Assistant Director Halperin’s remarks were followed by a discussion of the Bureau’s revisions to its Examination Manual by a panel that consisted of David Silberman of the Center for Responsible Lending, Kitty Ryan of the American Bankers Association, and John Coleman of Buckley LLP, which was moderated by Jerry Buckley. Topics covered included a June 28 letter that trade associations sent to the CFPB urging recission of revisions to the Examination Manual.

    In his interview with American University Law School Professor V. Gerard Comizio, Halperin stated that the CFPB’s Examination Manual updates provide guidance on how examiners will implement the Bureau’s statutory authority to examine whether an act or practice is unfair because it may cause or is likely to cause substantial injury to consumers that is not reasonably avoidable and not outweighed by countervailing benefits to consumers or competition. He stressed that the update does not create a new legal standard under the three prongs of the unfairness standard. Halperin also discussed how the Bureau’s UDAAP authority interacts with laws enacted specifically to prevent discriminatory conduct such as ECOA and the Fair Housing Act, and touched on steps institutions should consider taking to ensure compliance. Notably, when asked whether the Bureau intends to pursue disparate impact claims under the CFPA, Halperin stated that disparate impact, along with disparate treatment, are wholly distinct concepts from Dodd-Frank’s prohibition on unfair acts and practices. He added that in assessing an unfair act and practice, the key is to examine the substantial injury prong and then assess the reasonable avoidability and the countervailing benefits prongs. He further explained that the unfairness test does not contain an intentional standard and noted that there have been cases brought by both the FTC and the Bureau where there was injurious conduct that was not intentional or specifically known to the party engaging in this practice. According to Halperin, substantial injury alone is not sufficient to prove unfairness and using disparate impact as the mechanism of proof is not what the Bureau uses to prove an unfairness claim.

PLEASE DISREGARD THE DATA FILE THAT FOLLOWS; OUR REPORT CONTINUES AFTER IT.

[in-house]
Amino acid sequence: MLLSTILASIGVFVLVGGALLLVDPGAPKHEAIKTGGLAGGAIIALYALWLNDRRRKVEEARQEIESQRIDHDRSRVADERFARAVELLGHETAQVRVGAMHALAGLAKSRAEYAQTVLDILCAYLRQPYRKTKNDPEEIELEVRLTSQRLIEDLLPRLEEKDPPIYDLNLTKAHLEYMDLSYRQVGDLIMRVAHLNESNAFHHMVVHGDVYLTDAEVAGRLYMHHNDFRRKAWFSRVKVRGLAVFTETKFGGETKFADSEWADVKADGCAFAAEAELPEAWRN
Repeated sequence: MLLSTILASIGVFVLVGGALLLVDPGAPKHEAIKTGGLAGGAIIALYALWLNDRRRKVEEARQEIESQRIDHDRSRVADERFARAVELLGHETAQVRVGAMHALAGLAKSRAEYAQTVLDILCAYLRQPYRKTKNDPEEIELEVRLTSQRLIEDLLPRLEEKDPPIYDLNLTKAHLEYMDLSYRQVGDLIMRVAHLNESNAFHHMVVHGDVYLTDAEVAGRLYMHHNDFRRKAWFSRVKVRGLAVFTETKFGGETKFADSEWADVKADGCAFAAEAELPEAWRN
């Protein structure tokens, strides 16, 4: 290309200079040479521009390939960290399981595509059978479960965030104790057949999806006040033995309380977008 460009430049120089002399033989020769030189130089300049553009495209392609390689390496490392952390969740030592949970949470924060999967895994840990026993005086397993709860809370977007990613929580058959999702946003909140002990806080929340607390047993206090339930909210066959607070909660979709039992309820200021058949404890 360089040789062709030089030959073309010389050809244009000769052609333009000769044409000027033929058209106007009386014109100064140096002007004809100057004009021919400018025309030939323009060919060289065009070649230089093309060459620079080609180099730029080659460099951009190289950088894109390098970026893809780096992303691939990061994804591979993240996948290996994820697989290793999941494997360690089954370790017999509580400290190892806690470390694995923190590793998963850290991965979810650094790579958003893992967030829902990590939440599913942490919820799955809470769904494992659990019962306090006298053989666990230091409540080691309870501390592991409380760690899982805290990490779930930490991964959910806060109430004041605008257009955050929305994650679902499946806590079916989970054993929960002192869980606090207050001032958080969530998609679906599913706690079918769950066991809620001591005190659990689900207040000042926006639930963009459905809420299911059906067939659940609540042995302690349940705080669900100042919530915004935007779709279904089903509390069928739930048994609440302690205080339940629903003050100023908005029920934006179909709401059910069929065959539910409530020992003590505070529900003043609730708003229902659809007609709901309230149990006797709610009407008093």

Halperin reiterated that the CFPB Examination Manual is designed to provide transparency to financial institutions about the types of issues that examiners will be inquiring about in furtherance of determining whether there has been an unfair act or practice under the current framework, and does not extend or create new law. In terms of practical compliance implications, Halperin said most financial institutions should already have robust UDAAP compliance systems in place and should already be looking for potential unfair acts or practices and examining patterns and group characteristics to identify the root cause of any issues, and to avoid substantial injury to consumers. With respect to a white paper recently sent to CFPB Director Rohit Chopra from several industry groups and the U.S Chamber of Commerce urging the Bureau to rescind the UDAAP exam manual (covered by InfoBytes here), Halperin commented that he has not had time to fully digest the white paper in detail but hoped that some of what was discussed during the symposium, particularly on the legal principles that will be used both in the exam manual and in any supervision and enforcement actions, clarifies that the Bureau is looking for conduct that violates the unfairness test.

    Federal Issues Agency Rule-Making & Guidance CFPB Examination UDAAP Unfair Disparate Impact Discrimination ECOA Fair Housing Act

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  • Industry groups urge CFPB to rescind UDAAP anti-discrimination policy

    Federal Issues